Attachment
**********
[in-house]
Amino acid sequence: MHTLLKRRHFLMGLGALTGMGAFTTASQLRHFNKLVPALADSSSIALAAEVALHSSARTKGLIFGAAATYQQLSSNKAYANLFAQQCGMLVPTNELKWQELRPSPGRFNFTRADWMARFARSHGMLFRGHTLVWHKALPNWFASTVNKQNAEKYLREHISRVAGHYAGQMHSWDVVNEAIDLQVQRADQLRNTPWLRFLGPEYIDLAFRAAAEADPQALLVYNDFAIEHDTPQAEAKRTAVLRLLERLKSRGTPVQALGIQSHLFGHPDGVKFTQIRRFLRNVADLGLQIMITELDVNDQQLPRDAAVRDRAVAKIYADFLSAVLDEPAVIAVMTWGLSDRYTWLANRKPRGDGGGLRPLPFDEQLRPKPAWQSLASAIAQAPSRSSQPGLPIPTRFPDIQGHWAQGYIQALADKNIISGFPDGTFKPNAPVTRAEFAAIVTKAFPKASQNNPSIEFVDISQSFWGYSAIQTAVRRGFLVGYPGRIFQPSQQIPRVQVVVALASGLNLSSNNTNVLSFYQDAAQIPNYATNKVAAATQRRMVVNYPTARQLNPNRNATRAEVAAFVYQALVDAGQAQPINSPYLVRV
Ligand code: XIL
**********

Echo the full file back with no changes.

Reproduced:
[in-house]
Amino acid sequence: MHTLLKRRHFLMGLGALTGMGAFTTASQLRHFNKLVPALADSSSIALAAEVALHSSARTKGLIFGAAATYQQLSSNKAYANLFAQQCGMLVPTNELKWQELRPSPGRFNFTRADWMARFARSHGMLFRGHTLVWHKALPNWFASTVNKQNAEKYLREHISRVAGHYAGQMHSWDVVNEAIDLQVQRADQLRNTPWLRFLGPEYIDLAFRAAAEADPQALLVYNDFAIEHDTPQAEAKRTAVLRLLERLKSRGTPVQALGIQSHLFGHPDGVKFTQIRRFLRNVADLGLQIMITELDVNDQQLPRDAAVRDRAVAKIYADFLSAVLDEPAVIAVMTWGLSDRYTWLANRKPRGDGGGLRPLPFDEQLRPKPAWQSLASAIAQAPSRSSQPGLPIPTRFPDIQGHWAQGYIQALADKNIISGFPDGTFKPNAPVTRAEFAAIVTKAFPKASQNNPSIEFVDISQSFWGYSAIQTAVRRGFLVGYPGRIFQPSQQIPRVQVVVALASGLNLSSNNTNVLSFYQDAAQIPNYATNKVAAATQRRMVVNYPTARQLNPNRNATRAEVAAFVYQALVDAGQAQPINSPYLVRV
Ligand code: XIL